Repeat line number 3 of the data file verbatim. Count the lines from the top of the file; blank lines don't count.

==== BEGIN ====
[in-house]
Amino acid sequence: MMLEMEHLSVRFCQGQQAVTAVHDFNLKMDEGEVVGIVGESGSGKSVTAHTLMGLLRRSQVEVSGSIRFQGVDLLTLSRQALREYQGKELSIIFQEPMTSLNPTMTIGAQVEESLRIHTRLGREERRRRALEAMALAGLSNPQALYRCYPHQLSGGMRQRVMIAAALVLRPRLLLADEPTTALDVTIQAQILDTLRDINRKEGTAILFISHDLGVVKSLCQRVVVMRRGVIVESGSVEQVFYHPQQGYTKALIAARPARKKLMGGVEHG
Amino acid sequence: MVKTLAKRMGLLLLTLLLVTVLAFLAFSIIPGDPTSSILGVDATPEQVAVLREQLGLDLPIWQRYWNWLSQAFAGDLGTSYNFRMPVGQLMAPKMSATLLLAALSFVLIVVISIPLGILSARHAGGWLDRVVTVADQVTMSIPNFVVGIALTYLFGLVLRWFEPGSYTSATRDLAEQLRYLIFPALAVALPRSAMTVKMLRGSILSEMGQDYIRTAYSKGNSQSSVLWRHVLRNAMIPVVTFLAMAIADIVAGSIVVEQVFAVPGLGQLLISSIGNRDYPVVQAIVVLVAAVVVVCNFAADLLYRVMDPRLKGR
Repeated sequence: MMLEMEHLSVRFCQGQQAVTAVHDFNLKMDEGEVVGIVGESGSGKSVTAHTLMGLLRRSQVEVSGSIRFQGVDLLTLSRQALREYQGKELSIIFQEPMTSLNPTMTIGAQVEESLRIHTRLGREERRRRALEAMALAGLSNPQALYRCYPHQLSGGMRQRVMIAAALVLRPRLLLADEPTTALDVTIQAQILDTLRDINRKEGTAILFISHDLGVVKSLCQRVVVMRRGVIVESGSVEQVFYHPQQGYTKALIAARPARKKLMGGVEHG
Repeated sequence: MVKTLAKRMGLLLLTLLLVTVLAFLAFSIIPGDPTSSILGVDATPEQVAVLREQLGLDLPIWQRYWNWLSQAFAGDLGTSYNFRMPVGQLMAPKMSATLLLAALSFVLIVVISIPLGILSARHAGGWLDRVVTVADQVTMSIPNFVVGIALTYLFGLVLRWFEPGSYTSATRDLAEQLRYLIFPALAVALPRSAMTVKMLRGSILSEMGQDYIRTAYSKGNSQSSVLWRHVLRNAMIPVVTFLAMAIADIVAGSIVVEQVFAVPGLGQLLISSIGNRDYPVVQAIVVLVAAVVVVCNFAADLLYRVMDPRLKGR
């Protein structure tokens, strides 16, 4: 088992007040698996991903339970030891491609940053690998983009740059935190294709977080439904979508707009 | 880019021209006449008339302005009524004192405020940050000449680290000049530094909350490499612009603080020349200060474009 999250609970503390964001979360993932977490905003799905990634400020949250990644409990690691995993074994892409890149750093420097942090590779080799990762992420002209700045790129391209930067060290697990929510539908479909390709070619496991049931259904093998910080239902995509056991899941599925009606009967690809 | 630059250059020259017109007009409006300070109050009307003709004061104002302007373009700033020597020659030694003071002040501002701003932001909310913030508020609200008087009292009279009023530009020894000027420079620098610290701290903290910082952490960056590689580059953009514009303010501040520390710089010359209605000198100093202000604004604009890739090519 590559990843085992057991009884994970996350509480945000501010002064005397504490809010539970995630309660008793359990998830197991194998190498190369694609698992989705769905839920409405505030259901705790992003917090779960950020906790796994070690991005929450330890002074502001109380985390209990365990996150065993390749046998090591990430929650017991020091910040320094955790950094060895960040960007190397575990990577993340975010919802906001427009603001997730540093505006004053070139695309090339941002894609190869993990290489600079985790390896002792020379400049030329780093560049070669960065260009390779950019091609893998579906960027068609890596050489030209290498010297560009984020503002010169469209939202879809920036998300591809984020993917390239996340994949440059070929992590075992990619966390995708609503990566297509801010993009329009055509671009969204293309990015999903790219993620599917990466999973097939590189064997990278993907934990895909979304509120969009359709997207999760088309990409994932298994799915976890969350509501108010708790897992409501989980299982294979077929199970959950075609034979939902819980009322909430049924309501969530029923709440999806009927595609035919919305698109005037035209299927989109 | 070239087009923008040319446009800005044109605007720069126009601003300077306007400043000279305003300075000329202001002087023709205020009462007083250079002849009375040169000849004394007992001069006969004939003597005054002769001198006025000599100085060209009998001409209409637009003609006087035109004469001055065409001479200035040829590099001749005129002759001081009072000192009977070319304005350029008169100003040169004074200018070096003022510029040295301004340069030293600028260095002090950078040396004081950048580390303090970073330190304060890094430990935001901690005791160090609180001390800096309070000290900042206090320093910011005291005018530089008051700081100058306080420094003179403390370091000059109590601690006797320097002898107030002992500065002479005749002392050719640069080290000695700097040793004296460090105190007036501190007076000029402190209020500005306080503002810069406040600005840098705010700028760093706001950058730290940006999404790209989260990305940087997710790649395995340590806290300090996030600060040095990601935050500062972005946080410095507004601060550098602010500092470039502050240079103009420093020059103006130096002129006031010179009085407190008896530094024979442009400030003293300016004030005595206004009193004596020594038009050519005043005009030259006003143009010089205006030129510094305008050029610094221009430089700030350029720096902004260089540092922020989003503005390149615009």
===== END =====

Amino acid sequence: MVKTLAKRMGLLLLTLLLVTVLAFLAFSIIPGDPTSSILGVDATPEQVAVLREQLGLDLPIWQRYWNWLSQAFAGDLGTSYNFRMPVGQLMAPKMSATLLLAALSFVLIVVISIPLGILSARHAGGWLDRVVTVADQVTMSIPNFVVGIALTYLFGLVLRWFEPGSYTSATRDLAEQLRYLIFPALAVALPRSAMTVKMLRGSILSEMGQDYIRTAYSKGNSQSSVLWRHVLRNAMIPVVTFLAMAIADIVAGSIVVEQVFAVPGLGQLLISSIGNRDYPVVQAIVVLVAAVVVVCNFAADLLYRVMDPRLKGR